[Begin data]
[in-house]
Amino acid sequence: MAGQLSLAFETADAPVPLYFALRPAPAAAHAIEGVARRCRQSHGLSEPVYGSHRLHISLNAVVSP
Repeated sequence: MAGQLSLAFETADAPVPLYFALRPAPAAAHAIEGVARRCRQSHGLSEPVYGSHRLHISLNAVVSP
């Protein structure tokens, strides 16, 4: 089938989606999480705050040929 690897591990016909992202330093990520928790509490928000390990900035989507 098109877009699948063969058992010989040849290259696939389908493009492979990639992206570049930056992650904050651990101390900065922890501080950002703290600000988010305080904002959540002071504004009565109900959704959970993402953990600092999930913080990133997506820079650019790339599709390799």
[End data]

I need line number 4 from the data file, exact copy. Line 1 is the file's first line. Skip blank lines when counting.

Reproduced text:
């Protein structure tokens, strides 16, 4: 089938989606999480705050040929 690897591990016909992202330093990520928790509490928000390990900035989507 098109877009699948063969058992010989040849290259696939389908493009492979990639992206570049930056992650904050651990101390900065922890501080950002703290600000988010305080904002959540002071504004009565109900959704959970993402953990600092999930913080990133997506820079650019790339599709390799």